Birding in the Amazon Jungle. Iquitos, Peru
Capped heron – Piherodius pileatus

List of speakers at the Congress

The list of speakers for this Ornithology event in Perú is:

Amanda Rodewald, Ph.D.

Garvin Professor of Ornithology and Director of Conservation Science, Cornell Lab of Ornithology

Bette Loiselle, Ph.D.

Director, Tropical Conservation & Development Program | Center for Latin American Studies Professor

John Marshall Bates, Ph.D.

Associate Curator, Birds Head, Life Sciences Science, and Education – Field Museum of Natural History

Scott Robinson, Ph.D.

Katharine Ordway Professor of Ecosystem Conservation at the Florida Museum of Natural History

Gustavo Bravo, Ph.D.

Department of Organismic and Evolutionary Biology & Museum of Comparative Zoology – Harvard

Kevin McCracken, Ph.D.

Department of Biology, College of Arts & Sciences Marine Biology & Ecology, Rosenstiel School of Marine & Atmospheric Science

Stuart J. Marsden, Ph.D.

Prof. Stuart J Marsden. Professor of Conservation Ecology. Division of Biology & Conservation Ecology

Silverio Duri Valdivia

Guía Naturalista – Aves y Fotografía – Perú. Comunidad Nativa de Infierno – Madre de Dios – Perú

Birds of the Amazon rainforest, Birding and bird watching in Iquitos, Peru
Great Black Hawk – Buteogallus urubitinga

How can I attend the Congress?

You can reserve your spot on the official webpage. The price is 250 soles. There is a discount for students (both local and international). If you cannot make international bank transfers or just plainly want to avoid the hassle of a wire transfer, contact us at booking@amazonexperience.net so we can help you out.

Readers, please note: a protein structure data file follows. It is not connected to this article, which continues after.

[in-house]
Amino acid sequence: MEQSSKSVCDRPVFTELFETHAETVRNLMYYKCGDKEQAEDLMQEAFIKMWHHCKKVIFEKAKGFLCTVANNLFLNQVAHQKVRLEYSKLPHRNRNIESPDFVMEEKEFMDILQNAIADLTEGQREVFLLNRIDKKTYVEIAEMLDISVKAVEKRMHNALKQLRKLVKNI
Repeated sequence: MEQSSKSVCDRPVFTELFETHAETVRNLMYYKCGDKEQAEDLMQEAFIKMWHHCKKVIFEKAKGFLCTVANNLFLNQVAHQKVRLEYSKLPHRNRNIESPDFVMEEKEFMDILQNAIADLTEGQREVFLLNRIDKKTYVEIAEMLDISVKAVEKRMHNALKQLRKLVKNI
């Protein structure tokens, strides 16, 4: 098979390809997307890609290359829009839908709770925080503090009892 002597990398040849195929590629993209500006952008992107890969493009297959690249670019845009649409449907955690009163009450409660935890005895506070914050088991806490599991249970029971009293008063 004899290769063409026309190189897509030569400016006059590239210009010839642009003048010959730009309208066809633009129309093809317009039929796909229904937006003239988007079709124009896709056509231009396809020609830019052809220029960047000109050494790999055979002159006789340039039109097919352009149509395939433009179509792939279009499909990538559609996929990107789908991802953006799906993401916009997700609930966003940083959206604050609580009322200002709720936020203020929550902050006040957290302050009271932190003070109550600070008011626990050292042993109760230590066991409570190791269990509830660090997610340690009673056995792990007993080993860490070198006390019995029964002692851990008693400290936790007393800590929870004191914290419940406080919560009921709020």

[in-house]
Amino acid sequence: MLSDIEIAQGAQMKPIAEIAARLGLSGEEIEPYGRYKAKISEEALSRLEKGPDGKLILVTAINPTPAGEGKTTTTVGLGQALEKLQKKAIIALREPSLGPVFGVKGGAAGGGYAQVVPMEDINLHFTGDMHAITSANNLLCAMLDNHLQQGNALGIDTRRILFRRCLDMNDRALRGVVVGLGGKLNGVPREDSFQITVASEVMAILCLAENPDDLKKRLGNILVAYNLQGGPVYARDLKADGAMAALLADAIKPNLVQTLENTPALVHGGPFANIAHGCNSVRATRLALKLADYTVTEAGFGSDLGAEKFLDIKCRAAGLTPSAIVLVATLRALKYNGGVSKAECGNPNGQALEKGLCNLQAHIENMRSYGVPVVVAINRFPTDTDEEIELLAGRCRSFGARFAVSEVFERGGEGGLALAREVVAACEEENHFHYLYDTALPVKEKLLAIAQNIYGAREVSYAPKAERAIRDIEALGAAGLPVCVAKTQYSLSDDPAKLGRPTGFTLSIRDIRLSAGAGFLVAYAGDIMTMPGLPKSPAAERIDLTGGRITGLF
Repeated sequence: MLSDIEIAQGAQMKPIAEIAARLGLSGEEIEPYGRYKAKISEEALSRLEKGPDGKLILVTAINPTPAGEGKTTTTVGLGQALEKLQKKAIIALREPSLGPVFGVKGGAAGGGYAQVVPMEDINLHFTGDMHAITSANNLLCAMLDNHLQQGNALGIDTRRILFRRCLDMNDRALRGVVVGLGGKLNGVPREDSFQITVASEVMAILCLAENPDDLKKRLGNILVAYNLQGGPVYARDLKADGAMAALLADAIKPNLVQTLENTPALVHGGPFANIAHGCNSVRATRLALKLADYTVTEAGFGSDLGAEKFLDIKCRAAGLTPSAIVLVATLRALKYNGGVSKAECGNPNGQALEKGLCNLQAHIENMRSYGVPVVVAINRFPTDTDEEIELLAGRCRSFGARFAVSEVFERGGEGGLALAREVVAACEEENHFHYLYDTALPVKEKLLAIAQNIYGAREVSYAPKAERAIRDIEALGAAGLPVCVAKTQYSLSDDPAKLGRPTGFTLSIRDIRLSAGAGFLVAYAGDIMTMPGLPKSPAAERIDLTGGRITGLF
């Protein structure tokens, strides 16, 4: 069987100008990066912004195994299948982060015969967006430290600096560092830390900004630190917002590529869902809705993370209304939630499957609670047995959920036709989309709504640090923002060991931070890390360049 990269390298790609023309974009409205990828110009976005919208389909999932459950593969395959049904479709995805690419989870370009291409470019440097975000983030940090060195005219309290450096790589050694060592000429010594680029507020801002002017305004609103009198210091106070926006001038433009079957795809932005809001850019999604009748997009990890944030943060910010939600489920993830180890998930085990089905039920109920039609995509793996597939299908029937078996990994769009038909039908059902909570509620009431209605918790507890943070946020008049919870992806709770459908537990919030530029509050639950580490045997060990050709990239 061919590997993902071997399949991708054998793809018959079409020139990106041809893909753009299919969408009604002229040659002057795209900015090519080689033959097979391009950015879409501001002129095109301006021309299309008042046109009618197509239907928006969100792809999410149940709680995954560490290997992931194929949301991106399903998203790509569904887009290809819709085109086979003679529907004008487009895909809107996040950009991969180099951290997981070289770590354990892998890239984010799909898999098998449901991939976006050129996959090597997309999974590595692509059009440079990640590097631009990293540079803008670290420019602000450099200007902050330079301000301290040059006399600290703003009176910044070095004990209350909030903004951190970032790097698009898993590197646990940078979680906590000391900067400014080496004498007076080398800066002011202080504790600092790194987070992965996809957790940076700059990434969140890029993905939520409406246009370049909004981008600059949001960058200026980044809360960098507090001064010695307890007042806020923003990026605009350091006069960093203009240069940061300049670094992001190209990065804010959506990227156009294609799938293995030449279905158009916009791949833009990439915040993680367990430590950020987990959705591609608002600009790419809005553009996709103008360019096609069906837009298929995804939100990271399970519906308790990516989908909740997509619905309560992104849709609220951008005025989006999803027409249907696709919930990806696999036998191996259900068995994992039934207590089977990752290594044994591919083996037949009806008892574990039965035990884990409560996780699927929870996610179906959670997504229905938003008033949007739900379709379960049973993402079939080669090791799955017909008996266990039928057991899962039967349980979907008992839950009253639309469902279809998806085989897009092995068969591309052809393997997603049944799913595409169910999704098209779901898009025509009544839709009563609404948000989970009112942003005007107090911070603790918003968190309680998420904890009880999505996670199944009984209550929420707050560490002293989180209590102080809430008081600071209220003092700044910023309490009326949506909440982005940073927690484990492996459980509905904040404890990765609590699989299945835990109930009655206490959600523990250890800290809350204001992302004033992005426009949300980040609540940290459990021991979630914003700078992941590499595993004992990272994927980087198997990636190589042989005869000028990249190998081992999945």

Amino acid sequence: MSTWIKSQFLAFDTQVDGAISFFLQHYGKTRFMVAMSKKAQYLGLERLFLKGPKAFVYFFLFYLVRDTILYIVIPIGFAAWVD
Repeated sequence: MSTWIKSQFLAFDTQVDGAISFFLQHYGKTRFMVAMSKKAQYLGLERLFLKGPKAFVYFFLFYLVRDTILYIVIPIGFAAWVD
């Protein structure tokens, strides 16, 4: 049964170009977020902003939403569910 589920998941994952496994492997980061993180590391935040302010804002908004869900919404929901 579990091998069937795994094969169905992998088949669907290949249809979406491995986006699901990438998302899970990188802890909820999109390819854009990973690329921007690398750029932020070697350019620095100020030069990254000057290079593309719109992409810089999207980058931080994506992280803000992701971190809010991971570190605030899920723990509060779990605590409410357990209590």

What else can I do while I’m in Iquitos?

We encourage you to explore this beautiful city, get to know the people that live here, share some time with them and listen to their stories. Also, we recommend you go out of the city to explore the Amazon jungle.

Pacaya samiria national reserve tours, birding and birdwatching
Large-billed Tern – Phaetusa simplex

One of the best places for bird watching is the Pacaya Samiria National Reserve, located approx. 180 kilometers to the South of Iquitos. We invite you to check out our tours, hop into a motorboat with us and prepare for an adventure of a lifetime, camping and looking out for birds and wildlife in one of the most pristine rainforests on Earth.

All of the pictures in this post have been taken in the Pacaya Samiria National Reserve.

See you at the Congress!

What does luxury mean to you? What do you think it means to others? What constitutes luxury travel?

All natural skin luxury treatment
Does an all-natural-mud skin treatment count as luxury?

We’ve been pondering on this question lately so we started researching different sources and brainstorming around this concept.